Steps 9 & 10 of 10 on how to prepare for a successful business sale
Mar 24, 2023
9. Understand contracts and the settlement process
Contract of Sale
- Your broker will compile all information about the offers, conditions and terms on your behalf and work with your lawyer to create a draft contract of sale.
- The final copy is produced for sign-off once all parties have reviewed the contract and made any necessary changes
- Once the last person signs the Contract of Sale, the DEPOSIT amount will be paid by the buyer into a trust account nominated and detailed on the sale contract.
- A 'retention amount' is included in some sales contracts, particularly very large transactions with complex share sale conditions, performance based payouts and warranty provisions.
- Is paid into a trust account for safekeeping until it is released to the vendor.
- If the conditions of the sale contract are not satisfied, the buyer’s deposit becomes refundable.
- Is generally released to the vendor 24-48 hours post-settlement.
When the sale contract becomes unconditional
- The contract is unconditional once ALL CONDITIONS of the sale are satisfied, including finance clauses, Due Diligence, lease reassignments and staff engagements.
- At this time, the deposit is deemed the property of the vendor and, in theory, could be released to the vendor with the buyer’s lawyers’ permission.
- Most sale contracts will not complete all conditions until shortly before, or on, settlement.
What is the settlement process?
Once both sides have agreed that everything required has been provided, the money changes hands and the business belongs to the buyer.
How does it occur?
- A settlement is usually performed in a virtual space on the date stated on your contract of sale.
- Lawyers, vendors and buyers go through a prepared list of items in accordance with the sale contract, and checklists supplied by your broker.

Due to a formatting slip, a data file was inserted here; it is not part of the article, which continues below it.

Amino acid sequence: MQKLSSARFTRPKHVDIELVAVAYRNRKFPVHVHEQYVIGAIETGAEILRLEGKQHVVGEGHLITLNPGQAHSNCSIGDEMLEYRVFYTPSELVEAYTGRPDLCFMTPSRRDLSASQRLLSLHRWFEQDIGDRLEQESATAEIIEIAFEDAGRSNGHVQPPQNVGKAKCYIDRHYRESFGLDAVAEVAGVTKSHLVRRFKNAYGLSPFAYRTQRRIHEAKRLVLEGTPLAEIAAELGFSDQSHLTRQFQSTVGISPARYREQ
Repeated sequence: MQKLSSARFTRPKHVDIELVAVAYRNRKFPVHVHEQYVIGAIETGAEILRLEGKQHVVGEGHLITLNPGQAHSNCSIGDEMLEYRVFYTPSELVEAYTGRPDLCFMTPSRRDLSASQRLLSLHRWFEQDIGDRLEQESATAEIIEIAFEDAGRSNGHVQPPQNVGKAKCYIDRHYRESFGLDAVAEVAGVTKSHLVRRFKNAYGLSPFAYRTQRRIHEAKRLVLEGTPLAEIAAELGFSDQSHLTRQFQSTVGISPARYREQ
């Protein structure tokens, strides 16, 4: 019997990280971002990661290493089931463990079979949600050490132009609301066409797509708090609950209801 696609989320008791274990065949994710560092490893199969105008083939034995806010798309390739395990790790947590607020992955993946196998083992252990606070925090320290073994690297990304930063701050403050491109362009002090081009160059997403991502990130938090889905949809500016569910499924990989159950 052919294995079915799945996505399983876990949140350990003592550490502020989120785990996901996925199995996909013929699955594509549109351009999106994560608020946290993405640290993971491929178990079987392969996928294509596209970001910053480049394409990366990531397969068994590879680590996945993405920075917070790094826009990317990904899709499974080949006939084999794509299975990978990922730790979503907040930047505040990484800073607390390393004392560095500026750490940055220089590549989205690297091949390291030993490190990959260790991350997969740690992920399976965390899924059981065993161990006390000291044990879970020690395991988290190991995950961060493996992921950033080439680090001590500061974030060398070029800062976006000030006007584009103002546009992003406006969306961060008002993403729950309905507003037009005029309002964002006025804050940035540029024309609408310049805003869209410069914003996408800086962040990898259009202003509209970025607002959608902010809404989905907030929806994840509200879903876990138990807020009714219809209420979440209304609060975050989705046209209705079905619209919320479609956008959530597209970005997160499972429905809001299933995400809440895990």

- The buyer’s lawyer must provide evidence that any items required for the transition of the business have been provided to them.
- The buyers must check that everything - operation manuals, keys, petty cash, staff agreements, utilities - are all dealt with.
- Settlement itself is a simple email from the vendor’s lawyer to say that settlement has been deemed as complete.
- Vendors often fear that settlement will either be delayed or not occur
- Not every settlement goes to plan, there are gremlins that can pop up.
- Having an experienced broker and lawyer on your team makes it rare for a settlement not to take place because every aspect will be organised, checked, cross-checked, and any potential issues identified prior to conducting the settlement process.
- Sometimes it is necessary for alternative arrangements to be put in place to allow settlement to proceed.
- Settlements can have additional terms applied on the day to overcome any issue that may need to be rectified post-settlement.
10. What can go wrong?
Attention to detail, buyer screening, sharing of correct information and close involvement with both parties from start to finish are critical to ensure successful settlements.
TOP 10 reasons why a business sale falls through prior to settlement
- Finance is not approved
- Lease is not approved for reassignment to the buyer
- Franchisor doesn't approve the buyer (for franchise deals)
- Vendor changes their mind
- Buyer gets cold feet
- Staff panic and leave
- Disagreements about staff, included assets, P&E
- Lawyer - engaging the wrong type.
- Vendor and Buyer don't get along.
- Trial period (for cash businesses) and/or Due Diligence do not translate into original sale or profits as quoted by the vendor.
A business sale is highly complex. Engaging the right broker and team is critical to deal with any issues and problems that arise during this lengthy process.